Vexatious Litigants are those in the community who use the civil court system to pursue petty issues and intimidate others, often out of nothing more than vindictiveness, at great expense to society and at little advantage to themselves beyond a feeling of “pay back” at someone.
The Vexatious Proceedings Act 2008 (“the Act”) significantly extends the scope of the vexatious litigant provisions and includes all proceedings in all courts and tribunals of all Australian jurisdictions. The test for the making of a Vexatious Proceedings Order (Section 8 of the Act) is whether a person has frequently instituted or conducted vexatious proceedings. The Act gives Judges the power to ban from their courtrooms anyone declared a vexatious litigant.
The members of the public can question if a person is acting vexatiously with the Attorney General. Where there is a real possibility that an application might be appropriate, the Crown Solicitor is instructed to advise on the merits of an application under the Act. After considering the advice of the Crown Solicitor, Justice Legal prepares a submission for the Attorney General with a recommendation as to whether proceedings should be commenced against the person and the nature of the orders to be sought.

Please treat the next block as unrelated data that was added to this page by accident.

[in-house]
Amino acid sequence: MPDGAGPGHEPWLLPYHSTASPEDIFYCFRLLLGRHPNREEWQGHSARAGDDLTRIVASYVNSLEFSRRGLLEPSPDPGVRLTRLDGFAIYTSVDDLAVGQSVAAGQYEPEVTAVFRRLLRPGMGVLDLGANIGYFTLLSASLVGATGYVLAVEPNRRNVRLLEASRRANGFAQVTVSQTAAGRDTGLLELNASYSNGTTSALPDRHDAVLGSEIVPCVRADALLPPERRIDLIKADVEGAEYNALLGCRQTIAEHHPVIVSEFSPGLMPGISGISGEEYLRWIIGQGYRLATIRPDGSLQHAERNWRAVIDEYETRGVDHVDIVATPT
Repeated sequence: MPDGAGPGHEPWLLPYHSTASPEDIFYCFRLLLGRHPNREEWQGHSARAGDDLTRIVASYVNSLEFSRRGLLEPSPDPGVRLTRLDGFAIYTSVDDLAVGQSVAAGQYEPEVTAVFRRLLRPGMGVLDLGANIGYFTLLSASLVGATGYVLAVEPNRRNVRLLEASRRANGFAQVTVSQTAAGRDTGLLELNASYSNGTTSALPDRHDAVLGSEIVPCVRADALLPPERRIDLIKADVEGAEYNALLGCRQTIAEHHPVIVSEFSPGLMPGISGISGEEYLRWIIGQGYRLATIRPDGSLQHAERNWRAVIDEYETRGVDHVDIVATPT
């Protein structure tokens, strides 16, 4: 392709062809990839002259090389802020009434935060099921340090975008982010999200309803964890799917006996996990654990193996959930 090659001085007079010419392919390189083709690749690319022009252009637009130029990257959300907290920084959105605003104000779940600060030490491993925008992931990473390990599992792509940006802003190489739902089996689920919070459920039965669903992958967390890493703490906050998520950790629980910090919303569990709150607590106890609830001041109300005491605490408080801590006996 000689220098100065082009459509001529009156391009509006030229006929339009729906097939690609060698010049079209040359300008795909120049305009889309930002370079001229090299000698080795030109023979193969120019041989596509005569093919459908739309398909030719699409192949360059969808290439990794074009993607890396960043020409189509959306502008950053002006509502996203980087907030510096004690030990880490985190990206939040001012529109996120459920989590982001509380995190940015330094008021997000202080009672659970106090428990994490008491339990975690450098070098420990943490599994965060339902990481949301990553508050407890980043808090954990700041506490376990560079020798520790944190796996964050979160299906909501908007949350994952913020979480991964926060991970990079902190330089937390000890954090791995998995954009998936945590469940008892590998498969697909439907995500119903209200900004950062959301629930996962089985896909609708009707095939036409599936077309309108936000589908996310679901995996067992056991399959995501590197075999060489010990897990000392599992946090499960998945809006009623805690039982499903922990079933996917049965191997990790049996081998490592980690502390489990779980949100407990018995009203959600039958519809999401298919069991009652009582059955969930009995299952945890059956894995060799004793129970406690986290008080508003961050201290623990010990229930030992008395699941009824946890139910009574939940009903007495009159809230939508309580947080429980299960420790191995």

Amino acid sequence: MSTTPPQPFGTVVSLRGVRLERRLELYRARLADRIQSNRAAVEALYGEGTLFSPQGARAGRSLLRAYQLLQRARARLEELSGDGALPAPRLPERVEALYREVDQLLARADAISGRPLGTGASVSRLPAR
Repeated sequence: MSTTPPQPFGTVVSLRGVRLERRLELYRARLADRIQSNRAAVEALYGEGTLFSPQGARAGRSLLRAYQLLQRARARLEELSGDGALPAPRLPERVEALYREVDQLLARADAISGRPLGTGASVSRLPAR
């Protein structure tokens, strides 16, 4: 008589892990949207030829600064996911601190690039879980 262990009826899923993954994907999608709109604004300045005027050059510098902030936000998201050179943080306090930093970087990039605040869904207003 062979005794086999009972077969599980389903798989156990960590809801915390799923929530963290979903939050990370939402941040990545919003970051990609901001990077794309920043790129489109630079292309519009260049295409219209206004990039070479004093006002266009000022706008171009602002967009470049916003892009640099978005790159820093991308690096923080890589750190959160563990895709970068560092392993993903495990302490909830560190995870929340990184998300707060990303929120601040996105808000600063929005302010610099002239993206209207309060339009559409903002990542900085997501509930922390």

Other relevant factors in addition to the criteria in the Act include:
- The financial status of the person, including whether they are an undischarged Bankrupt;
- The availability of other mechanisms to control the vexatious behaviour;
- The identity of the defendants to the vexatious proceedings, and
- The nature of the vexatious proceedings (e.g. civil proceedings, AVOs).
If an Order is made, any further proceedings can only be brought with leave of the appropriate Court. The applicant is required to serve notice on the Attorney General, Solicitor General and any other relevant party. Before leave is granted, the Court must give the Attorney General and Solicitor General the opportunity to appear and be heard on the application.